A Queens dog groomer was hit with animal cruelty charges for allegedly manhandling a pooch during an appointment, causing her death, prosecutors said Thursday.
Lee Yat Sing, 31, was arraigned Wednesday on charges of aggravated cruelty to animals and overdriving, torturing and injuring animals after the 4-year-old Maltese dog died in his care, the Queens District Attorney’s Office said.
Surveillance footage captured Sing “aggressively and inappropriately manipulating” Kele, the seven-pound Maltese, during a grooming appointment at Furry Babies Pet Grooming in Flush on March 2, prosecutors said.
The dog groomer allegedly hit Kele twice with a pair of scissors while restraining her head and neck.
He then grabbed the dog by the head and neck and pulled on her beard, causing the pooch to struggle and fall limp, prosecutors said.
Instead of helping the dog, Sing continued to roughhouse the unresponsive dog for another six minutes, prosecutors alleged.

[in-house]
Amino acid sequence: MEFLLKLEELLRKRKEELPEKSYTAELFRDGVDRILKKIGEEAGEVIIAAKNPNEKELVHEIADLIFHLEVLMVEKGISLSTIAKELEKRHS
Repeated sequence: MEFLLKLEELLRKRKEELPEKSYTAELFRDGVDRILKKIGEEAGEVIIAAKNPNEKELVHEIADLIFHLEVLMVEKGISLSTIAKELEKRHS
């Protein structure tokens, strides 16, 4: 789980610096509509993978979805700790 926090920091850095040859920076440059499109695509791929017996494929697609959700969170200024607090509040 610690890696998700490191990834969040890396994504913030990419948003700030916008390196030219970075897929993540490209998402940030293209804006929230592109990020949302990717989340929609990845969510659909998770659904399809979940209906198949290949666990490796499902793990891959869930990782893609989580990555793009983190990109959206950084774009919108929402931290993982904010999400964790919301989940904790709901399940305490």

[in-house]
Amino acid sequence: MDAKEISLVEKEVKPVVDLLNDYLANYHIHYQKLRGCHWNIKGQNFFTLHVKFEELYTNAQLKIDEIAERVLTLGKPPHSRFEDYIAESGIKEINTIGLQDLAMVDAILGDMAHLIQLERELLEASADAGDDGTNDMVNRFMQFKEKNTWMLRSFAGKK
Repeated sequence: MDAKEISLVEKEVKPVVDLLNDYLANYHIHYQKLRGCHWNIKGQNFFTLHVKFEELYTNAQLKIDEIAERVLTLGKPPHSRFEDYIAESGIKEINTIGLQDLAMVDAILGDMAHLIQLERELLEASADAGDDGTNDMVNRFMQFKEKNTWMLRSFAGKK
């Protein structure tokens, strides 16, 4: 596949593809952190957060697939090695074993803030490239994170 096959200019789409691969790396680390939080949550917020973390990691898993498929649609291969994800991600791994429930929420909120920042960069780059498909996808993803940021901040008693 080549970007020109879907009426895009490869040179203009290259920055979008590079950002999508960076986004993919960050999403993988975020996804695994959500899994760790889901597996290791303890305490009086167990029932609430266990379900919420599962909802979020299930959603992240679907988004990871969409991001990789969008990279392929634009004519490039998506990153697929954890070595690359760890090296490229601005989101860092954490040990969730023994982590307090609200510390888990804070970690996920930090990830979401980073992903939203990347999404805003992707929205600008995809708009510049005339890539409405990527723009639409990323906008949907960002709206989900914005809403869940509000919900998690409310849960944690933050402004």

A necropsy revealed that the dog died from respiratory failure and suffered bruising and pain due to being “forcefully manipulated and restrained,” according to the DA’s office.
“When we entrust our beloved pets to caretakers, they should be returned to us in the same healthy condition,” Queens District Attorney Melinda Katz said in a statement.
“Instead, this pet owner learned his dog had cruelly died during a routine grooming service. We will hold the defendant accountable for his actions.”
Sing’s lawyer, Eric Siegle, denied that his client did anything wrong.
“This was a tragic accident which arose simply from our client, a groomer, doing his job, wherein sadly this Maltese, which the forensic veterinarian from the ASCPA determined had a brachycephalic head shape and stenotic nare which increased her susceptibility to respiratory distress and overheating, passed away from basically being blow dried,” Siegle said in a statement Thursday.
“In order for the Government to charge Aggravated Cruelty to Animals a person must ‘intend to cause extreme physical pain or such is done or carried out in an especially depraved or sadistic manner,’ which is simply not the case here,” the attorney said.
“We are confident that this charge will be dismissed,” Siegle added.
“As a dog owner of two bulldogs, a breed also with that head shape and shortened nasal passageways, I am extremely saddened for Kele’s owner’s loss, but it did not occur from criminal behavior, and was a tragic, unfortunate accident.”
If convicted, Sing faces up to two years in prison.
His next court appearance is on July 26.